The Giants just traded Jonathan Sanchez and a minor leaguer for Melky Cabrera. It is not the worst trade Brian Sabean has made, but neither is it his best. The most we can hope is that it’s a break-even deal. Sanchez was very frustrating to watch. He also threw the only no-hitter I have ever seen in person, and threw five shutout innings, picking up the win, in the final game of the 2010 season, pushing the Giants into the playoffs. Cabrera? He’s a typical Sabean guy: he never walks, he’s coming off the first really good season of his career, and his defense isn’t good enough to play centerfield at China Basin. The Giants need offense, but I don’t think Melky will help all that much.
You could do worse than subscribe to Joe Sheehan’s newsletter, even during the off-season. (Subscribe here.) He had this to say about the trade:
This is the point. The people with real MLB jobs don't really know all that much more than you do. They're going off the same things you're seeing, reacting to a season's worth of performance the same way you do. …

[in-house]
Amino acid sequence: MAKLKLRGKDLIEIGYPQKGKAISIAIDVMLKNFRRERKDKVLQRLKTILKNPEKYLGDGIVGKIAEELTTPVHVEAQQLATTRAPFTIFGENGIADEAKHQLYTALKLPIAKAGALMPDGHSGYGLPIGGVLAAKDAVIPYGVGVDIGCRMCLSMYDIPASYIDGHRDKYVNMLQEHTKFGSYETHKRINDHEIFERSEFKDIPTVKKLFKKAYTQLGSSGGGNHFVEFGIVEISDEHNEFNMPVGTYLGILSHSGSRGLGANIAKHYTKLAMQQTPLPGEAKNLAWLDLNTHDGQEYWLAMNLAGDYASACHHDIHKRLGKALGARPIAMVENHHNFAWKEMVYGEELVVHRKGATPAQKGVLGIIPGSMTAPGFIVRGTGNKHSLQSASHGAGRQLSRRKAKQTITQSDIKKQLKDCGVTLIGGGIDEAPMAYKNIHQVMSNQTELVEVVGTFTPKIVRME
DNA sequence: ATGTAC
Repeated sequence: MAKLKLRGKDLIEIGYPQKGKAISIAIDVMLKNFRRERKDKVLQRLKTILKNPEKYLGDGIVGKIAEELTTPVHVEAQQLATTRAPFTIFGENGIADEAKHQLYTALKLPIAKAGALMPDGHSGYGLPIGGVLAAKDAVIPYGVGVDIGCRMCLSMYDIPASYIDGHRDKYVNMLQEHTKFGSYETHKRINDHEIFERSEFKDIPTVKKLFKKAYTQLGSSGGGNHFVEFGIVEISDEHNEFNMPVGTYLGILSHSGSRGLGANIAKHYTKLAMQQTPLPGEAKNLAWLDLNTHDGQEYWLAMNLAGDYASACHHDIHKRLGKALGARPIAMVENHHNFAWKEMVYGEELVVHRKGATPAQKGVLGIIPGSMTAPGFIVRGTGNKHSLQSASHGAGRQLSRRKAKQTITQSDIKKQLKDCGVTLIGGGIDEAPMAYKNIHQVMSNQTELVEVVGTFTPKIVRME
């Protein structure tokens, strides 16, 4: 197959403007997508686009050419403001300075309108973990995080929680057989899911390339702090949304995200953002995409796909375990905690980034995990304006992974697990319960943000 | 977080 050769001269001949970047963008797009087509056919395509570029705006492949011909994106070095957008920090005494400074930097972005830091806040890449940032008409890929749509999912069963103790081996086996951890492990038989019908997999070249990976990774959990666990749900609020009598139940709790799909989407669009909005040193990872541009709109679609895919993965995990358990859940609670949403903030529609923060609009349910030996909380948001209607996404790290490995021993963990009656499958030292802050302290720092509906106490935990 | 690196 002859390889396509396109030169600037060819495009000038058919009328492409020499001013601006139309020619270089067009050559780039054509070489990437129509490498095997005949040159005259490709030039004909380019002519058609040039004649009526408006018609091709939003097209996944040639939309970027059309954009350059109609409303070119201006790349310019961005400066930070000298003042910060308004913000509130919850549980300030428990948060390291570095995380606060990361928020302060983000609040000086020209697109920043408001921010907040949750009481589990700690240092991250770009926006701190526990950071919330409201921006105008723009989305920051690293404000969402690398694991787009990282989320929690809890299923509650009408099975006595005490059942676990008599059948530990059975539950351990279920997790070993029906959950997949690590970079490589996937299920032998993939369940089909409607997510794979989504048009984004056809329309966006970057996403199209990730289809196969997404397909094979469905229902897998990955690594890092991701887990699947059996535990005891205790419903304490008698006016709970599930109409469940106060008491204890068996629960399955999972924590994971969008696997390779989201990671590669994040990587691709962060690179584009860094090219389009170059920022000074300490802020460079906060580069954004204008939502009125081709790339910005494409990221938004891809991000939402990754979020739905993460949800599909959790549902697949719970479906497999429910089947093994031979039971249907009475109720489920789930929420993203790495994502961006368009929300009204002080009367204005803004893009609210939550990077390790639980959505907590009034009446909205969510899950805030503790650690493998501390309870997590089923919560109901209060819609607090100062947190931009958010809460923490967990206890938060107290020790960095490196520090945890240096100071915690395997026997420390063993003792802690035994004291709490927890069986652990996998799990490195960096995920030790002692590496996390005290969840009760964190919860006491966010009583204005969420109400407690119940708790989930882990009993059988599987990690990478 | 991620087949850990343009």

The Giants just don't get very much in exchange for a high-value property, in part because they sold at the absolute nadir of his value. They've dealt Sanchez based on his 2011, rather than his 2010, a huge mistake and waste of a resource. Cabrera just doesn't improve their offense all that much, even giving him credit for almost all of what he did last year. He can't bat in the middle of the lineup, and unless he hits .300 he can't bat in the top two spots. He'll give back runs with the glove in center. Suddenly, the Giants have blown through a lot of their rotation depth in dealing Sanchez and Zach Wheeler, and when Ryan Vogelsong meets the regression monster next year -- he could be the same guy and run an ERA a run higher -- suddenly the Giants may not have either the pitching or the hitting to win the NL West. There was a case for trading Jonathan Sanchez, but not for this little return.
Keith Law chimes in on ESPN (you need Insider to read the whole thing, and that’s another subscription that is worthwhile):
Melky Cabrera is a below-average defender in center who partially makes up for the lack of range with a strong arm, but AT&T Park is one of the least forgiving center field spots in the game. The Giants already made this mistake once by signing Aaron Rowand -- who was nothing special in a smaller center field in Philly -- to man center for them, and seemed to grasp the magnitude of the problem when they took speedy Gary Brown in the first round of the 2010 draft. Cabrera is just a one-year stopgap until Brown is ready (they hope), but when I call Cabrera a fourth outfielder, that doesn't mean the Giants get to play three others alongside him to make up for all the balls he won't catch.